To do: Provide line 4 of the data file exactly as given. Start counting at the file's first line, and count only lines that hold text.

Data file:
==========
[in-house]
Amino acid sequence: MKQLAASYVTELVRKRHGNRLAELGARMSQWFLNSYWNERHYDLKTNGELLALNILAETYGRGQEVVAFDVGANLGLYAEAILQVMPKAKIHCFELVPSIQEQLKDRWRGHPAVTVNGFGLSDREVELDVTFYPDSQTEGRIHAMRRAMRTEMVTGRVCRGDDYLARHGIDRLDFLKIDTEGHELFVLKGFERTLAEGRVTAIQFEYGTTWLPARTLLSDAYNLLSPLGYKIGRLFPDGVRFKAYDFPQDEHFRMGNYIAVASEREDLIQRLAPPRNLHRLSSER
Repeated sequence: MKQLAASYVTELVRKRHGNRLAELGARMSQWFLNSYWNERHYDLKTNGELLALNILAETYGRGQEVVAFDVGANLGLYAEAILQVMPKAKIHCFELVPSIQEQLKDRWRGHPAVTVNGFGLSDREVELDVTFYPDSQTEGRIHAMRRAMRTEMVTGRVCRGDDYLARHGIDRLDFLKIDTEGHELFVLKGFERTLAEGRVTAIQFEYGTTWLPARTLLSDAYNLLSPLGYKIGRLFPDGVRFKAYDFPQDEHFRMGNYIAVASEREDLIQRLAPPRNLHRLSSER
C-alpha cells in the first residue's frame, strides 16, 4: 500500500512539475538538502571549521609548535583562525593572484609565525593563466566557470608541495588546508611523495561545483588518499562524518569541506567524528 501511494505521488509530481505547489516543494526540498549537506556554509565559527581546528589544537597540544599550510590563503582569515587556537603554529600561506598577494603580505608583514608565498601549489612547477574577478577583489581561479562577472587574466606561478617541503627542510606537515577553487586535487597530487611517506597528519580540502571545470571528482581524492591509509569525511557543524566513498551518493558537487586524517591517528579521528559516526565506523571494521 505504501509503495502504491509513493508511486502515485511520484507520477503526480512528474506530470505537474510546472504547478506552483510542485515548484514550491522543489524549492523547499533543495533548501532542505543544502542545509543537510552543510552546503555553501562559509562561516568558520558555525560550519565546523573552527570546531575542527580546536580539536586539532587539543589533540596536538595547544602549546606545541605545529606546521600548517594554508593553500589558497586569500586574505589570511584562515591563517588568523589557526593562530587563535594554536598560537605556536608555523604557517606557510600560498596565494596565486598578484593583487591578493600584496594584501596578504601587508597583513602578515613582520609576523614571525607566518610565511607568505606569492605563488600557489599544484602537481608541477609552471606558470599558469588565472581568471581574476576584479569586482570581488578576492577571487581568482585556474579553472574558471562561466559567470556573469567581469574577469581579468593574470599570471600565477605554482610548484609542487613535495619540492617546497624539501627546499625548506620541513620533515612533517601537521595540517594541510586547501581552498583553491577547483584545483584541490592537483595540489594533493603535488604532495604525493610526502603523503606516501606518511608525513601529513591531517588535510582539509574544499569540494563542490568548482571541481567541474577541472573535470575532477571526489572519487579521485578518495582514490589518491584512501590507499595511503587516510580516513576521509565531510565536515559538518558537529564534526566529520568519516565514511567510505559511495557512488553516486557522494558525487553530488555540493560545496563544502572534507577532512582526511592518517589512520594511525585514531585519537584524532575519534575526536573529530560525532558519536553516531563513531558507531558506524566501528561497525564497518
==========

C-alpha cells in the first residue's frame, strides 16, 4: 500500500512539475538538502571549521609548535583562525593572484609565525593563466566557470608541495588546508611523495561545483588518499562524518569541506567524528 501511494505521488509530481505547489516543494526540498549537506556554509565559527581546528589544537597540544599550510590563503582569515587556537603554529600561506598577494603580505608583514608565498601549489612547477574577478577583489581561479562577472587574466606561478617541503627542510606537515577553487586535487597530487611517506597528519580540502571545470571528482581524492591509509569525511557543524566513498551518493558537487586524517591517528579521528559516526565506523571494521 505504501509503495502504491509513493508511486502515485511520484507520477503526480512528474506530470505537474510546472504547478506552483510542485515548484514550491522543489524549492523547499533543495533548501532542505543544502542545509543537510552543510552546503555553501562559509562561516568558520558555525560550519565546523573552527570546531575542527580546536580539536586539532587539543589533540596536538595547544602549546606545541605545529606546521600548517594554508593553500589558497586569500586574505589570511584562515591563517588568523589557526593562530587563535594554536598560537605556536608555523604557517606557510600560498596565494596565486598578484593583487591578493600584496594584501596578504601587508597583513602578515613582520609576523614571525607566518610565511607568505606569492605563488600557489599544484602537481608541477609552471606558470599558469588565472581568471581574476576584479569586482570581488578576492577571487581568482585556474579553472574558471562561466559567470556573469567581469574577469581579468593574470599570471600565477605554482610548484609542487613535495619540492617546497624539501627546499625548506620541513620533515612533517601537521595540517594541510586547501581552498583553491577547483584545483584541490592537483595540489594533493603535488604532495604525493610526502603523503606516501606518511608525513601529513591531517588535510582539509574544499569540494563542490568548482571541481567541474577541472573535470575532477571526489572519487579521485578518495582514490589518491584512501590507499595511503587516510580516513576521509565531510565536515559538518558537529564534526566529520568519516565514511567510505559511495557512488553516486557522494558525487553530488555540493560545496563544502572534507577532512582526511592518517589512520594511525585514531585519537584524532575519534575526536573529530560525532558519536553516531563513531558507531558506524566501528561497525564497518